i only really discovered halloumi last summer, but i still feel like i over use it. i did bring it to every bbq that season, but that had a lot to do with the fact that i was convinced that grilling halloumi was much much better than pan-frying it, and being in a bbq-less condo, i jumped at every chance i got to grill it. later i learned that the perfect outer crispyness and true tenderness of the inside of this cheese, could be achieved over my little stove too. what mattered was what type of halloumi i was using. more authentic versions of this cypriot cheese are made up of sheep and goat milk, while the more commercial varieties in north america contain a (cheaper) cow’s milk, which is still tasty…but the properties change so it grills up differently. the cow’s version tends to set quicker when cooling down and it definitely has a less-pleasant squeakiness to the bite at that point. i mean, i’ll still eat it. hell, i’ll still steal your piece when you’re not looking, but the goat and sheep halloumi is superior.
so after making halloumi my “plus one” at all those bbqs and serving it up to guests at every dinner party (guests are impressed by golden, salty, melty cheeses as a first course–these ain’t your bar/pub mozzarella sticks!) i tried to lay off this treat for a while. but with summer back again, and salads subbing as dinner, how can i not invite my old friend to the table again? it was the star of a tasty summer vegetable salad i made recently. well, it was an all-star cast. really, with summer vegetables in all their glory right now, it’s hard to compete with them.
so again, the good news: it’s incredibly easy to get a golden brown crust on your halloumi, and an even crispier breaded coating if you want one. all you need is…
all you need is a non-stick skillet and a few drops of extra virgin olive oil. slices of halloumi fry beautifully in minutes with no seasoning required. or for an even more decadent treat, dredge the slices in flour seasoned with salt and pepper (i use whole wheat flour) before pan-frying, but you will need slightly more oil. while i do think the only thing that can make fried cheese better is breading it, the plain old fried version is so good that i rarely reach for flour these days. i have yet to fry the halloumi in a panko crust. i have an addictive personality and i think that might just make me love it a little toooo much. for now, a healthier yet still perfect pairing with sweet red onion, spinach and fresh peas from markets, and bright crunchy young yellow zucchini from my mother’s garden! which i planted a mere 6 weeks earlier!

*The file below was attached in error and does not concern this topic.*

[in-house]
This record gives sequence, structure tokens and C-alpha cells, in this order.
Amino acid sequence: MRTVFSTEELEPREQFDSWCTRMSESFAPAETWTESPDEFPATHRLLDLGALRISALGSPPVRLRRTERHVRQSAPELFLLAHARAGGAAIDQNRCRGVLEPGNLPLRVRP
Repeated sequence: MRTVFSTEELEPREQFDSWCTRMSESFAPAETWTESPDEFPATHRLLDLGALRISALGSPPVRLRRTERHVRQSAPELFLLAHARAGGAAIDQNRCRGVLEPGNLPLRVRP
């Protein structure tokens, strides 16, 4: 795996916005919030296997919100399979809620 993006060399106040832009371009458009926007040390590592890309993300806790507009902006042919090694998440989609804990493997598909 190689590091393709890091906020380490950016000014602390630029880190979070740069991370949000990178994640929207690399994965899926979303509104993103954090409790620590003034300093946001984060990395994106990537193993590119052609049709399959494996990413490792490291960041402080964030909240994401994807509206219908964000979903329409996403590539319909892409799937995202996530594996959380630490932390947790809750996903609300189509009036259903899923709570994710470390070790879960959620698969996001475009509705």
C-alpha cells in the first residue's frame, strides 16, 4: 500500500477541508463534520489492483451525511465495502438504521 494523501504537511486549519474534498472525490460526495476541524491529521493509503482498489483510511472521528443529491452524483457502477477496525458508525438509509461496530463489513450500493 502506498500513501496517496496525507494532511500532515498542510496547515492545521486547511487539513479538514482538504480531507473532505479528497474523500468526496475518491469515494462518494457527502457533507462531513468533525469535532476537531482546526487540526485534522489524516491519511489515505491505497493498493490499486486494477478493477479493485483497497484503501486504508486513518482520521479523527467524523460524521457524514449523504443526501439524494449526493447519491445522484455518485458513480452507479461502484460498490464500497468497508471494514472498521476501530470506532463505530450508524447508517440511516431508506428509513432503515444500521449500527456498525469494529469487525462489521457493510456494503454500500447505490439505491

crispy halloumi and summer vegetable salad
extra virgin olive oil
1/4 cup red onion, diced
a few sprigs of coriander, stems separated and chopped, leaves very roughly chopped
2 young yellow zucchinis, trimmed and sliced lengthwise into quarters
1/2 cup shelled fresh peas, or frozen peas
2 cups spinach
juice and zest of one lemon, separated
ground black pepper
1 package of halloumi (about 8 ozs.), sliced into 3/4 inch slabs
heat a tablespoon of oil in a large skillet over medium heat. add onions and cilantro stalks and saute until onions just start to soften. add zucchini and continue to saute, making sure that the onion does not brown. add the peas, lemon zest, salt and pepper and saute for 30 seconds. add spinach and stir through until the leaves are coated in the oil and lemon juice and start to wilt. adjust seasoning with more salt, pepper or lemon juice to taste. transfer mixture to a bowl and cover to keep warm.
remove all remaining liquid from skillet and return to heat. add a tablespoon of oilve oil and allow it to get hot, being careful not to burn it or let it smoke. add slices of halloumi to the skillet and leave them to brown on one side. check them after one minute and when the desired browning is achieve, flip them and allow the other side to brown.
serve slices of halloumi on a bed of the sauteed vegetables, garnish with cilantro leaves and enjoy immediately!
serves 2 as a main dish or 4 as an appetizer
note: on the very day i planned to make this recipe, i came across this interesting article in the ny times on fried milk. the picture of the garlic fried milk reminded me a lot of breaded and fried halloumi. i wonder if it is the same texturally…if so, how cool to be able to see how so many cultures enjoy this treat! i need to try the garlic fried milk recipe soon. need to.